UAE minister responds to hacking claims

Elias Hubbard
July 17, 2017

Saudi Arabia, the UAE, Bahrain and Egypt - followed by a handful of other Muslim countries - abruptly cut off all diplomatic and trade ties with tiny Qatar on 5 June, alleging that the state interfered in the affairs of its Arab neighbours and funded terror organisations.

The UAE has been accused of hacking the Qatari government's news and social media sites, posting comments which triggered the Gulf crisis.

Dr Al Kitbi said this media campaign is funded by Qatar and meant to divert the attention from its support and funding of terrorist and terrorism. The Post did not identify the intelligence officials it spoke to for the report.

The UAE has denied the hacking claims in a statement released in Washington by its ambassador Yousef al-Otaiba.

The United Arab Emirates warned Qatar on Monday it could not belong to the Gulf Cooperation Council if it undermined regional security, calling for a "change of behaviour" but not "regime change".

Abu Dhabi in response to the newspaper's article refuted the allegations and said that the story is false. Funding, supporting, and enabling extremists from the Taliban to Hamas and Gaddafi.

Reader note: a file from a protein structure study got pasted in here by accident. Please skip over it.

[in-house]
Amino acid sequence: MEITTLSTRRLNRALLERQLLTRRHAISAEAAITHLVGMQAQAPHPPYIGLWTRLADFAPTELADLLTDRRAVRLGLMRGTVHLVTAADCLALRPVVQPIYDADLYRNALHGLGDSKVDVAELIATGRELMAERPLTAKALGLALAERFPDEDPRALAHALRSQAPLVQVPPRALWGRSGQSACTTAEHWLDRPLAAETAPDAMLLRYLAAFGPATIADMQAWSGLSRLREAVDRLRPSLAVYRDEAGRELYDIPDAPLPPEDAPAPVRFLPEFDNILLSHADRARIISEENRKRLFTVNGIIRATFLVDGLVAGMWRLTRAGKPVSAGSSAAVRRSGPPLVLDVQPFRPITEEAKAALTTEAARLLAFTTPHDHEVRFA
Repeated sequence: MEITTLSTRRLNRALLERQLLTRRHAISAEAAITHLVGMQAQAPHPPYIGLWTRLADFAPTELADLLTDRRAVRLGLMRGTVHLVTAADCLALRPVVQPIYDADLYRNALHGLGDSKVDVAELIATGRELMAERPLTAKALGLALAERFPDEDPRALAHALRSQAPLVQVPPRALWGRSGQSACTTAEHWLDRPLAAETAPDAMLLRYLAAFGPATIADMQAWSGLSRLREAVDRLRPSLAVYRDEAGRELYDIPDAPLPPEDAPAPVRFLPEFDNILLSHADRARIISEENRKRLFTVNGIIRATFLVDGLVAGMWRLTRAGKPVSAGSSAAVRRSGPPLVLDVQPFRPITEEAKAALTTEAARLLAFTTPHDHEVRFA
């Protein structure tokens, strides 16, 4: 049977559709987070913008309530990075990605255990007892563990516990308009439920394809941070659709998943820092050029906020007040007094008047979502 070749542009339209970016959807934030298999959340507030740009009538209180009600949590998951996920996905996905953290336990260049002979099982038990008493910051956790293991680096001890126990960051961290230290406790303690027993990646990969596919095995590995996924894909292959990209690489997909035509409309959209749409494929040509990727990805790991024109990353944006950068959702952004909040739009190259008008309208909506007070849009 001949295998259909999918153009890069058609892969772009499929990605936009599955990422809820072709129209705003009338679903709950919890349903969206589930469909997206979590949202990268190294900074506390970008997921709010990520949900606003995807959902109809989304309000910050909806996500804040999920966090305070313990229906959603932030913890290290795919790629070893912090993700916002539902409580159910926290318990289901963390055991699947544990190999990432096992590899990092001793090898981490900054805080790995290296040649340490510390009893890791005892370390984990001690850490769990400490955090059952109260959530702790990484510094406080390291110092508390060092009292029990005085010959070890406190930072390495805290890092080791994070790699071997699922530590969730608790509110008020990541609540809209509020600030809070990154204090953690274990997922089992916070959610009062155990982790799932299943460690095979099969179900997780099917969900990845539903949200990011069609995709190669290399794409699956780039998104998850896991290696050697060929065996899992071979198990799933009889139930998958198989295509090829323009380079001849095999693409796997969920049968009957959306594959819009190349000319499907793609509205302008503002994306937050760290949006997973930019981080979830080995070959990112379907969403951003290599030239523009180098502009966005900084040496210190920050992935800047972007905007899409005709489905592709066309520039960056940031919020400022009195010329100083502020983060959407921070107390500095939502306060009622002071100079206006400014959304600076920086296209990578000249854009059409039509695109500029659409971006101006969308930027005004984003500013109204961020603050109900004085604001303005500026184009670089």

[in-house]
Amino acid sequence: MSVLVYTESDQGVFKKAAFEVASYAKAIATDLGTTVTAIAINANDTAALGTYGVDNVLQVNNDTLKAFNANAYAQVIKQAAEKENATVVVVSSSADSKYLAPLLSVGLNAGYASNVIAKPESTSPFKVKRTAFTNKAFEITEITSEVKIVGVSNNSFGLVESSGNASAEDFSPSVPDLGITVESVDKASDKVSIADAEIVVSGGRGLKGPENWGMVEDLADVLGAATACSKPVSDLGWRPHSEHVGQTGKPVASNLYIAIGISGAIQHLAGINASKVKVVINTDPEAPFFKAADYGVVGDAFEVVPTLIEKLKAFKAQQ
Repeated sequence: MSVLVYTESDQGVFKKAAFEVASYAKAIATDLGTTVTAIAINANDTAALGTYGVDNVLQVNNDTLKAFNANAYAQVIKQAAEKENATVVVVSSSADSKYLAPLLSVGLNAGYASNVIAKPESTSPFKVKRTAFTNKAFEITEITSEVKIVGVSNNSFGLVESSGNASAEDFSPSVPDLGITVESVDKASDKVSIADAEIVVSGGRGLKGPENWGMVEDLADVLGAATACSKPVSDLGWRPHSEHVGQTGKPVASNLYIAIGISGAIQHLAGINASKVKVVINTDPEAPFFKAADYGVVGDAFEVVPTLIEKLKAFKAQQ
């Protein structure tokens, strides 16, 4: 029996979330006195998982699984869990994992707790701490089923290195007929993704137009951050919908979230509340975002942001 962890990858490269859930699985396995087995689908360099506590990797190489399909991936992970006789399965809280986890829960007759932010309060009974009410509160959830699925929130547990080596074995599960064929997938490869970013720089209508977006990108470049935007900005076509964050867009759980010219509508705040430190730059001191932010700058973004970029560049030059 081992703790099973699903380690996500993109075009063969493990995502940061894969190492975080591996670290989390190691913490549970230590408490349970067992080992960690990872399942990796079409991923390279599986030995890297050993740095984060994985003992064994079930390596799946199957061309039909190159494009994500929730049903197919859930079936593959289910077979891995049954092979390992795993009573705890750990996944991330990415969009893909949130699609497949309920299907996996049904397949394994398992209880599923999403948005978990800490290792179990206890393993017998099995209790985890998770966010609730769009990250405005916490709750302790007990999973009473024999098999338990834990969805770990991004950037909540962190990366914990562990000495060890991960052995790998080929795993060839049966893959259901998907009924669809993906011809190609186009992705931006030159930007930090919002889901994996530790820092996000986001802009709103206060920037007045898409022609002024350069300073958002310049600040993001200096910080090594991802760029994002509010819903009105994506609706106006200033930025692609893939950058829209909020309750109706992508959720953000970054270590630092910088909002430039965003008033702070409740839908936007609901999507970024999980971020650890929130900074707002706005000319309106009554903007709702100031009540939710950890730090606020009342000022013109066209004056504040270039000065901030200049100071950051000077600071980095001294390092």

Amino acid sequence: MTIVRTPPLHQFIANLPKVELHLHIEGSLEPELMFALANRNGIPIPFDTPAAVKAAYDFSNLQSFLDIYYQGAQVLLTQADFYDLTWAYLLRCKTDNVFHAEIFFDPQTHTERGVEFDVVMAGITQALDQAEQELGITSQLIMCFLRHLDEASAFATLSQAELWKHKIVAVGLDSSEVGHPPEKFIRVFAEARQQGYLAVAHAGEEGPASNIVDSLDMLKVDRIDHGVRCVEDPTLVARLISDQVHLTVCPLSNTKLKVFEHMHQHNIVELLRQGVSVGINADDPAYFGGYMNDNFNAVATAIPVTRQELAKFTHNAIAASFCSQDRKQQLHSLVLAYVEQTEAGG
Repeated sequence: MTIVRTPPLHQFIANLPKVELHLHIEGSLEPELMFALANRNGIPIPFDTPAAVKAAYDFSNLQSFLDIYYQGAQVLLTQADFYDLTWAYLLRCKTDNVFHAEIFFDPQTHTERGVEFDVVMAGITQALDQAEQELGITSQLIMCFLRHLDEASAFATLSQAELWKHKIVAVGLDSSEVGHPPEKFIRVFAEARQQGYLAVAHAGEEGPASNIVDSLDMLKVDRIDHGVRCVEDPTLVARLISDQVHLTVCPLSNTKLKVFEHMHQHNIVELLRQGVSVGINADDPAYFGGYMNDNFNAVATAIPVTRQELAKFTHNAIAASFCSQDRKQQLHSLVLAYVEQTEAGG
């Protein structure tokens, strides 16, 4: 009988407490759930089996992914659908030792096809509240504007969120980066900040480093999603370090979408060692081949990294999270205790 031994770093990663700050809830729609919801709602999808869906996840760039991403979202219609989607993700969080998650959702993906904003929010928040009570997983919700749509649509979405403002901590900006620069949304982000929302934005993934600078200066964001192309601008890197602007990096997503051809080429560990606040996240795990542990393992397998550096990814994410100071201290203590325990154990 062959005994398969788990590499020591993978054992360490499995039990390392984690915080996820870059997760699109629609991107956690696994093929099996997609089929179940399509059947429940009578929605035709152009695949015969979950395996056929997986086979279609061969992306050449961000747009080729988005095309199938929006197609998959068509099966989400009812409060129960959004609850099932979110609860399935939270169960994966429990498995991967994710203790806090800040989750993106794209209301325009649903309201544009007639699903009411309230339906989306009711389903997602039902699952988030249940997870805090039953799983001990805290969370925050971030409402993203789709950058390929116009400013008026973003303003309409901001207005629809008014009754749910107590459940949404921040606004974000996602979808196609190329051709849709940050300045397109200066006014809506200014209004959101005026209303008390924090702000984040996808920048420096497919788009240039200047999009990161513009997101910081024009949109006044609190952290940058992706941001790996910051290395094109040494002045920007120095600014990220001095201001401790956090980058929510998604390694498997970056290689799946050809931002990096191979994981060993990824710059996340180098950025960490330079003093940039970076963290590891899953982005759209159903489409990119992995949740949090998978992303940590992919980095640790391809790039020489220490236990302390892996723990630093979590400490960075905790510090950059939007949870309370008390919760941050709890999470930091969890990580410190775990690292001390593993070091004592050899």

The US intelligence officials told the Washington Post it was unclear whether the UAE authorities had hacked the Qatar News Agency itself or paid a third party to do it. "Inciting violence, encouraging radicalisation, and undermining the stability of its neighbours".

The Guardian reported last month that an investigation by the US Federal Bureau of Investigation (FBI) had concluded that freelance Russian hackers were responsible. His visit had yielded little except for a bilateral agreement between the United States and Qatar to fight "terrorism".

New details concerning recent crisis in the Persian Gulf are being revealed while the regional conflict escalates further despite worldwide efforts. "They [the UAE] claim that basically their demands from Qatar are legitimate and they insist that they should be fulfilled nearly as a diktat instead of sitting at a table and negotiating some legitimate differences that they might have with Doha, and somehow, unfortunately, Saudi Arabia has followed suit", said Jahshan.

Commentators had expected further sanctions to be placed on Doha, however Mr Gargash has said that the UAE would not escalate its boycott by asking companies to choose between doing business with it or with Qatar.

Other reports by Click Lancashire

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